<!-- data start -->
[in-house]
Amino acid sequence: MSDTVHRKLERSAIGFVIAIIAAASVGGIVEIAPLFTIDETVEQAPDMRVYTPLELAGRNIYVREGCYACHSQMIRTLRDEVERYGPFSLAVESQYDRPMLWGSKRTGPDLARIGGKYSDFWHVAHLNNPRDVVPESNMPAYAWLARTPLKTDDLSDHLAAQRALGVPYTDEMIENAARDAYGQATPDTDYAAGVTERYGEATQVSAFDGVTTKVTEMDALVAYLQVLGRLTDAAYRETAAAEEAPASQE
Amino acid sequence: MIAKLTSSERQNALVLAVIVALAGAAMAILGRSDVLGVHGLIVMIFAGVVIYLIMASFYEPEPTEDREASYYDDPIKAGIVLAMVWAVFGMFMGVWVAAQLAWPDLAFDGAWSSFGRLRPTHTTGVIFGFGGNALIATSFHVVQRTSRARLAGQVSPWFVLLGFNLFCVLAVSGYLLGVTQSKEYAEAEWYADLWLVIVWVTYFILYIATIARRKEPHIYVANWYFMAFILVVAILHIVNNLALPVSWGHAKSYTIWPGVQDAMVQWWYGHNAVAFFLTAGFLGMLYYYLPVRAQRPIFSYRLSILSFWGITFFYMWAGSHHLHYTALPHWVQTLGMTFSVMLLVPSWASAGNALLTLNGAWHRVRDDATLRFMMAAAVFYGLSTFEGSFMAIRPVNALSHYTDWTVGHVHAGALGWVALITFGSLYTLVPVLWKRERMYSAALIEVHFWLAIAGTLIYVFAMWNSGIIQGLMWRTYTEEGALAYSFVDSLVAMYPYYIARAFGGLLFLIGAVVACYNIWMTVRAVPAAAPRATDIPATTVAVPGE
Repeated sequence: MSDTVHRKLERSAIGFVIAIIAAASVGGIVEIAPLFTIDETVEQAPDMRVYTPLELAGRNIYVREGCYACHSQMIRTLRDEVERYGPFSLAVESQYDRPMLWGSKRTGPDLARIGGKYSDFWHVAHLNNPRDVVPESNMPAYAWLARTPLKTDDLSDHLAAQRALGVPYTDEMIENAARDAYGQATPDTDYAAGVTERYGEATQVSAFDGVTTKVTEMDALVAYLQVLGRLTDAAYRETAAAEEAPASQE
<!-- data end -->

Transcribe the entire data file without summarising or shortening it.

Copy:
[in-house]
Amino acid sequence: MSDTVHRKLERSAIGFVIAIIAAASVGGIVEIAPLFTIDETVEQAPDMRVYTPLELAGRNIYVREGCYACHSQMIRTLRDEVERYGPFSLAVESQYDRPMLWGSKRTGPDLARIGGKYSDFWHVAHLNNPRDVVPESNMPAYAWLARTPLKTDDLSDHLAAQRALGVPYTDEMIENAARDAYGQATPDTDYAAGVTERYGEATQVSAFDGVTTKVTEMDALVAYLQVLGRLTDAAYRETAAAEEAPASQE
Amino acid sequence: MIAKLTSSERQNALVLAVIVALAGAAMAILGRSDVLGVHGLIVMIFAGVVIYLIMASFYEPEPTEDREASYYDDPIKAGIVLAMVWAVFGMFMGVWVAAQLAWPDLAFDGAWSSFGRLRPTHTTGVIFGFGGNALIATSFHVVQRTSRARLAGQVSPWFVLLGFNLFCVLAVSGYLLGVTQSKEYAEAEWYADLWLVIVWVTYFILYIATIARRKEPHIYVANWYFMAFILVVAILHIVNNLALPVSWGHAKSYTIWPGVQDAMVQWWYGHNAVAFFLTAGFLGMLYYYLPVRAQRPIFSYRLSILSFWGITFFYMWAGSHHLHYTALPHWVQTLGMTFSVMLLVPSWASAGNALLTLNGAWHRVRDDATLRFMMAAAVFYGLSTFEGSFMAIRPVNALSHYTDWTVGHVHAGALGWVALITFGSLYTLVPVLWKRERMYSAALIEVHFWLAIAGTLIYVFAMWNSGIIQGLMWRTYTEEGALAYSFVDSLVAMYPYYIARAFGGLLFLIGAVVACYNIWMTVRAVPAAAPRATDIPATTVAVPGE
Repeated sequence: MSDTVHRKLERSAIGFVIAIIAAASVGGIVEIAPLFTIDETVEQAPDMRVYTPLELAGRNIYVREGCYACHSQMIRTLRDEVERYGPFSLAVESQYDRPMLWGSKRTGPDLARIGGKYSDFWHVAHLNNPRDVVPESNMPAYAWLARTPLKTDDLSDHLAAQRALGVPYTDEMIENAARDAYGQATPDTDYAAGVTERYGEATQVSAFDGVTTKVTEMDALVAYLQVLGRLTDAAYRETAAAEEAPASQE